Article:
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Mental Health Nurse Academics UK (MHNAUK) welcomes this report, commissioned by the NHS Confederation’s Mental Health Network and carried out by the Centre for Mental Health. As an independent report it both contrasts with, and complements, Health Education England’s recent workforce plan for England (Stepping forward to 2020/21). We also thank the Centre for Mental Health for inviting MHNAUK representatives to its consultations and the report’s launch.
We absolutely agree that there should be a concerted, positive recruitment campaign for careers in psychiatry and mental health, including mental health nursing. We add that this should happen as soon as possible. We are particularly worried about recruiting mature students into mental health nursing since the bursary changes and would welcome an exploration of financial or other incentives to keep this valuable group interested in our profession.
The call for a renewed focus on mentorship of, and clinical supervision for, trainees and existing staff is to be welcomed. This can only enhance the wellbeing of staff and development of ‘compassionate organisations’. We also agree there needs to be significant investment in the upskilling of the existing workforce – including investment in postgraduate courses and in clinical/academic careers – yet this is likely to be difficult given the recent disinvestment in nursing CPD and the ‘downbanding’ of posts.
We were surprised to see comments about newly qualified mental health nurses not being adequately trained. As a group, we are certainly aware of specific issues such as a need to improve physical health training among mental health nurses (and our members have been taking action to resolve this) but, in an already crowded, three-year curriculum, what employers now expect of newly qualified mental health nurses may be unrealistic. There is an opportunity to address this within the review of the NMC standards but, as we have argued elsewhere the additional generic curriculum demands that could be imposed by the NMC leave less room for the consultation, formulation and risk-assessment skills that are essential to mental health practice. We are, however, broadly in favour of a UK-wide mental health nursing practice assessment document which may go some way in reducing perceived variability in the quality of our graduates.
The focus on career pathways in inpatient and crisis care is welcome. These services care for some of the most severely ill people yet are often staffed by inexperienced or support staff. However, we have some scepticism here since similar recommendations (that were not acted on) were made almost twenty years ago in Addressing Acute Concerns .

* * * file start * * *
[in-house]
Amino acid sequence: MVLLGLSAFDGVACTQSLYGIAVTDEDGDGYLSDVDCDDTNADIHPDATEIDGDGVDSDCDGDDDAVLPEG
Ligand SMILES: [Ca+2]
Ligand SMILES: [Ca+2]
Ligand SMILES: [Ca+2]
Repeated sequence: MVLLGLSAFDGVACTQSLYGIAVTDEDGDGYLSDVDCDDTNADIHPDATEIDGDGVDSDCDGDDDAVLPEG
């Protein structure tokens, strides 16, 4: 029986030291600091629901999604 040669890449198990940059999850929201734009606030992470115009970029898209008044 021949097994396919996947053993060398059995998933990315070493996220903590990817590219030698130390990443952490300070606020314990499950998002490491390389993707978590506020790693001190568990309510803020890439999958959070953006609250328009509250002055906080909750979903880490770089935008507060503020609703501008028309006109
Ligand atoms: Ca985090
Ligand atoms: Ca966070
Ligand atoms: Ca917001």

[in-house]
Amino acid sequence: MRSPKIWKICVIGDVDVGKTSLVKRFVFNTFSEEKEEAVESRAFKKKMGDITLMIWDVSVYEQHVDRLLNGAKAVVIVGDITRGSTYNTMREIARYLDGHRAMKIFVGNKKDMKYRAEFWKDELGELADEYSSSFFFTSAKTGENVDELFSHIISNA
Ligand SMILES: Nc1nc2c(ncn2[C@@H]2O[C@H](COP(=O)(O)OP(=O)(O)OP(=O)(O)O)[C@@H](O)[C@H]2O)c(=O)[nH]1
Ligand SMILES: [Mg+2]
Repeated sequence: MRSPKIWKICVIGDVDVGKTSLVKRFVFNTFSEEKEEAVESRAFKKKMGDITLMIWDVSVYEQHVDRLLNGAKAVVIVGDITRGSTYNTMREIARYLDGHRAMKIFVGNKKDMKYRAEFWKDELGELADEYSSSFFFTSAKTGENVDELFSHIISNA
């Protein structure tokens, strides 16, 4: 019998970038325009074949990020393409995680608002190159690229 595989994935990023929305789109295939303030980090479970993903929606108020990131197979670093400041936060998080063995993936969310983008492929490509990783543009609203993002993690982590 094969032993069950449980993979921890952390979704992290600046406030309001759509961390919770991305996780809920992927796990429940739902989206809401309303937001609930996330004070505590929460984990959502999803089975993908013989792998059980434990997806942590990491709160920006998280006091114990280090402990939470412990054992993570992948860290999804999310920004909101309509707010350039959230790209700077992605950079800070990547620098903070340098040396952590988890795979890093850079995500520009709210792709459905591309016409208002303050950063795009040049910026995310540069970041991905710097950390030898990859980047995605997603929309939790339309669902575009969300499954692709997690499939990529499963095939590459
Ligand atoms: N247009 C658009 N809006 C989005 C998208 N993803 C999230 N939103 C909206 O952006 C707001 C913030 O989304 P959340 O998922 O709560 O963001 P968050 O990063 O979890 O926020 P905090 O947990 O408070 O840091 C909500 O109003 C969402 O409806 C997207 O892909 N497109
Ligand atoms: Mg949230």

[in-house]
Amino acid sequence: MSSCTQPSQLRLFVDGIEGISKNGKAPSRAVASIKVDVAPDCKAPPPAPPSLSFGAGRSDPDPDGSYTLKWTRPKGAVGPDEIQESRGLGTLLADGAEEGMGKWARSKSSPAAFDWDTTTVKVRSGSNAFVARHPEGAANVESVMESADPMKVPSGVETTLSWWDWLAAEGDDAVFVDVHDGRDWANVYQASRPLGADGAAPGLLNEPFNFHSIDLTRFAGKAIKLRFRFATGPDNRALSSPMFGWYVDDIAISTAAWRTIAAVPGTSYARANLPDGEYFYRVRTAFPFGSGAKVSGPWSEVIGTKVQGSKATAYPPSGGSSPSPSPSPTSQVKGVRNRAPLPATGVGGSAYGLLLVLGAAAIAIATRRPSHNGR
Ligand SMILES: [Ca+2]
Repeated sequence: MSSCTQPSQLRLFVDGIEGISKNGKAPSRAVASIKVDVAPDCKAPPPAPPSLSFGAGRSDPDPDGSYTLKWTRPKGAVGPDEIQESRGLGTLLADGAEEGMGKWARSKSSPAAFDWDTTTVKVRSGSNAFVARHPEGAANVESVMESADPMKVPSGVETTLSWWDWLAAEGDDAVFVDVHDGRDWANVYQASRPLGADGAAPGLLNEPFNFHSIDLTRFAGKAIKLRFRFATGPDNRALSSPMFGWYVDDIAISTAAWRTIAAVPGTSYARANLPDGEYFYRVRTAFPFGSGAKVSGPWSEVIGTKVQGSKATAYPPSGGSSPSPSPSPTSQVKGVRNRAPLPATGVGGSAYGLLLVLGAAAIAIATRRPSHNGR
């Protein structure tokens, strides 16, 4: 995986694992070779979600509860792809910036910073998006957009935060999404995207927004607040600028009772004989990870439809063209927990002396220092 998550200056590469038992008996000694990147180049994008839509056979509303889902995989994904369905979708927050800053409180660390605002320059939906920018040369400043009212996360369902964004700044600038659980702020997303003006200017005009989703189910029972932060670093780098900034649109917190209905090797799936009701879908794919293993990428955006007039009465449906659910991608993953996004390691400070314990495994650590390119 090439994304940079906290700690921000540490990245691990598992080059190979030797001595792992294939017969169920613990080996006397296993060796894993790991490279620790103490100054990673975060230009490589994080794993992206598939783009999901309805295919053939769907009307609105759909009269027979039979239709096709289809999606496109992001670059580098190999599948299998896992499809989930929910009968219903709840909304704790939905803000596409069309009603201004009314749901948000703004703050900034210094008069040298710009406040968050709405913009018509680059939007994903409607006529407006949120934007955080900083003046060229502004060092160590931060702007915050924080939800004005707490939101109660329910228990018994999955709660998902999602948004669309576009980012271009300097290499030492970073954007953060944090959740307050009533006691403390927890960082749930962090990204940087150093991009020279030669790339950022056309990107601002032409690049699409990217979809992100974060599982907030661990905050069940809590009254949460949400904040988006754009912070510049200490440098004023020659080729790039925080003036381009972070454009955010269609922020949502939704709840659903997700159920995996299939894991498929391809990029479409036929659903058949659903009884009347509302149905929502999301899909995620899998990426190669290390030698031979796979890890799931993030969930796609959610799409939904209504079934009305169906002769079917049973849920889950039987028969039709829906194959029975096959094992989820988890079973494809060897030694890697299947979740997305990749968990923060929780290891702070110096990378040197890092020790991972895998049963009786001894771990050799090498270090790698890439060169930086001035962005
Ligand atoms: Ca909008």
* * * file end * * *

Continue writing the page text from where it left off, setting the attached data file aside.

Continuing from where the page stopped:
We welcome the increased role of those with lived experience in the delivery of care through, for example, peer support roles but these roles should be complementary to the traditional workforce not substitutes. Indeed, it may be more equitable to provide opportunities and support for those with lived experience to enter the traditional professions like mental health nursing rather than offer what could be seen as a subsidiary role.
New roles in the mental health workforce should be considered alongside an exploration of the utilisation and under-utilisation of traditional roles. For example, mental health nursing is often equated with acute, inpatient care yet most mental health nursing graduates have the skills to work in a variety of community and hospital settings, in primary, secondary and tertiary care, and across providers in the NHS, private and third sectors.
We are unsure how the proposal for shared core competencies differs from past work such as the Ten Essential Shared Capabilities . Moreover, mental health nurses should be involved in any call to define a ‘mental health practitioner’ as such a role has the potential to both threaten and strengthen our profession.
We are disappointed that the report does not say much about patient safety in relation to workforce skills or skill-mix. In particular, there is no recommendation as to how workforce developments can contribute to safe staffing, especially in inpatient areas.
Finally, we agree that mental health commissioning should be recognised as requiring specific skills and expertise and be afforded the same status as other aspects of healthcare commissioning.